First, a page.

A correspondent learning English as a foreign language writes to say he is uncertain about whether he can say for four times (vs four times) and for several times (vs several times) in English. He has found the former in Othello and the latter in Frankenstein, he says.
The Othello example is a red herring. It is: 'I have looked upon the world for four times seven years' - so this is the use of times meaning 'multiplied by'. The preposition governs the noun years, and the usage is fine (although the phrase as a whole is stylistically unusual).
The Frankenstein one is found in Chapter 12 of Mary Shelley's book, and this is more interesting. It is: 'for several times they placed food before the old man when they reserved none for themselves'. That's certainly odd. The OED has 364 instances of the phrase several times in its entire database, and none of them have a preceding for.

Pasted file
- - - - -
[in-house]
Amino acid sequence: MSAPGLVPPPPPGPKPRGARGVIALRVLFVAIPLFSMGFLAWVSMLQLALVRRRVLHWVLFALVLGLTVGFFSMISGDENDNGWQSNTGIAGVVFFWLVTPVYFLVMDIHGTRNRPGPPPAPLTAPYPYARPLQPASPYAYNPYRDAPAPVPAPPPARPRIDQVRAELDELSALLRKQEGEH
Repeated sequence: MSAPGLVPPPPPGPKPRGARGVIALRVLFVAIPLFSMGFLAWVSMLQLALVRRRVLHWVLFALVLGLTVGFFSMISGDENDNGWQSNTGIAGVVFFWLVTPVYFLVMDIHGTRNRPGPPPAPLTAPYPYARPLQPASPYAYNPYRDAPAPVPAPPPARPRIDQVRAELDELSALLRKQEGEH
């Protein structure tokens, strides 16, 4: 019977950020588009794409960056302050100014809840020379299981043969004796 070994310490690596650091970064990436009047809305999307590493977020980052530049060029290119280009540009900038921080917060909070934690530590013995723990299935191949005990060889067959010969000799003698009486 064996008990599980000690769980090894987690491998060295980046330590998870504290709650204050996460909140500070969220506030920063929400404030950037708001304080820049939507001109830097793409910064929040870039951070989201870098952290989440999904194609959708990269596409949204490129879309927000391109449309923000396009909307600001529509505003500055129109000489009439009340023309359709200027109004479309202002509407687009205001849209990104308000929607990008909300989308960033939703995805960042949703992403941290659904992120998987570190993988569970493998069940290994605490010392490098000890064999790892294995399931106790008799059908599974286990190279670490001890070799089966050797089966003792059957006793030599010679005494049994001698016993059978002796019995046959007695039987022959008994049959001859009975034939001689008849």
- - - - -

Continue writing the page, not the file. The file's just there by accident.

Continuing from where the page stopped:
Numerals provide occasional examples. The OED has 600 instances of three times, and there are two preceded by for - a British one in 1830 and a US one in 1919. So it may have been more common in earlier times - but two instances out of 600 isn't very convincing evidence for a norm. Today, as earlier, the standard usage for times meaning 'occasions / instances' is as follows:
I've been to France several/three times.
I knocked on the door several/four times.
Why do the for instances arise at all? I think it's the influence of the construction used for specific time periods, which readily allows an optional for:
I stayed there (for) several/four days.
I waited (for) several/three hours.
That's probably why there's some EFL uncertainty.